One third of UK workers urge businesses to ditch corporate dress codes

dress code

One third of UK workers have said that businesses should ditch dress codes in the workplace, with a further 36.9 per cent believing that dressing smart at work has become outdated, according to new research.

The survey, which questioned 1,200 UK workers on their views surrounding dress codes within the workplace, found that 82.5 per cent feel that dress codes have changed over the years, with nearly half believing that dress codes will become more casual and relaxed in the future.

The research discovered that nearly two thirds of workers enjoy following a dress code, with this figure rising to 67.3 per cent amongst 18-24 year olds and 69.1 per cent amongst 55-64 year olds. However, employees aged between 35 and 44 were the most likely to think that businesses should ditch dress codes.

Furthermore, when asked why they felt the traditional smart work dress code was outdated, respondents cited that this was because it can make people feel uncomfortable, it doesn’t allow people to show off their personality and because styles are always changing.

Lee Biggins, founder and managing director of CV-Library comments: “There continues to be a lot of debate around dress codes in the workplace and whether it’s still a necessity to dress smart. Dress codes mean different things to different people: some people prefer to dress smart, while others see it as a perk to be able to wear more casual clothes. We now have more flexibility in what we can wear to work and if your workplace has the option, then stick to what feels best for you!”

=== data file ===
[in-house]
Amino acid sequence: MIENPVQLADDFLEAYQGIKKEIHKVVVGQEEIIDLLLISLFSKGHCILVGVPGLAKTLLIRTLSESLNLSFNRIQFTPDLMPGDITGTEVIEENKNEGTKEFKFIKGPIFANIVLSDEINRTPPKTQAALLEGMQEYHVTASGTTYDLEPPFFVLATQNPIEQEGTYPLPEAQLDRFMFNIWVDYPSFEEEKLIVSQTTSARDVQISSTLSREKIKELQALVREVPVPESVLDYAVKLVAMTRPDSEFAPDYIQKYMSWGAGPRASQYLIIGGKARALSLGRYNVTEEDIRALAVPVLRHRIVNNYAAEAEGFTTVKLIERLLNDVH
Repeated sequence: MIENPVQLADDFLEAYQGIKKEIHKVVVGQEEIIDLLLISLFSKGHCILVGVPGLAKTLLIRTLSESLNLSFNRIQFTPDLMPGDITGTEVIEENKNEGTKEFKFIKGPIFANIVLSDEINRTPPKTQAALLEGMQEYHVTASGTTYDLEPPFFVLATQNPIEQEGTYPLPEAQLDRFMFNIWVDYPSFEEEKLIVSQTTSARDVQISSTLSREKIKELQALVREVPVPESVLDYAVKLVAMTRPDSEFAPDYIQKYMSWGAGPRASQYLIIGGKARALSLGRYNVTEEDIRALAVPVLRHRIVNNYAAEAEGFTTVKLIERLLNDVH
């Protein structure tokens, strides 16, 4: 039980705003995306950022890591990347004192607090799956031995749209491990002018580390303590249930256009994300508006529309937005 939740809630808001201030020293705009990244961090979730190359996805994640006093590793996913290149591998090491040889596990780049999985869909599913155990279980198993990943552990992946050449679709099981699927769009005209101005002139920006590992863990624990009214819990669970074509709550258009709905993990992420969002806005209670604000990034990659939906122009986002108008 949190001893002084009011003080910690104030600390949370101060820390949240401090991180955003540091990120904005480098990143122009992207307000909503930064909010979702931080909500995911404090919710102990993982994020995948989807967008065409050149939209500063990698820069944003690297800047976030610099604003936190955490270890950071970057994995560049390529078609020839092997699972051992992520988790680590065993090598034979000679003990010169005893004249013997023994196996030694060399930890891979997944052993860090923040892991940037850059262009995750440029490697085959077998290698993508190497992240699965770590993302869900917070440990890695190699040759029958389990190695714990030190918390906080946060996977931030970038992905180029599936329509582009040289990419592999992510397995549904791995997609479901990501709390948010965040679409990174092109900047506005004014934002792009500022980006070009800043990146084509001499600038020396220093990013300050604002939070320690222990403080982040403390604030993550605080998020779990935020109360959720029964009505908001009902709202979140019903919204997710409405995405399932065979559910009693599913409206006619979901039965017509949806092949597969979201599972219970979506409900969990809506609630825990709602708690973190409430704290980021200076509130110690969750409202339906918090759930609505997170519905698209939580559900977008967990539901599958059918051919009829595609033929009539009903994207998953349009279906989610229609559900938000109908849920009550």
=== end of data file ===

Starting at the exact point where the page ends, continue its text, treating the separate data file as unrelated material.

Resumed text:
That said, of those that favour a smarter dress code, the reasoning behind this included: looking more professional for customers, feeling more professional, keeping everyone equal and because work clothes should be separate to casual wear. A further 2.4 per cent said that dressing smart makes employees more productive.

Biggins continues: “E very workplace is different and the rules are very dependent on the industry or role that a person is working in. T here is no real evidence to suggest that there is a link between standards of behaviour and dress codes, though I personally believe that you should always dress smart if you’re in an external facing role or meeting with a client, customer or supplier.”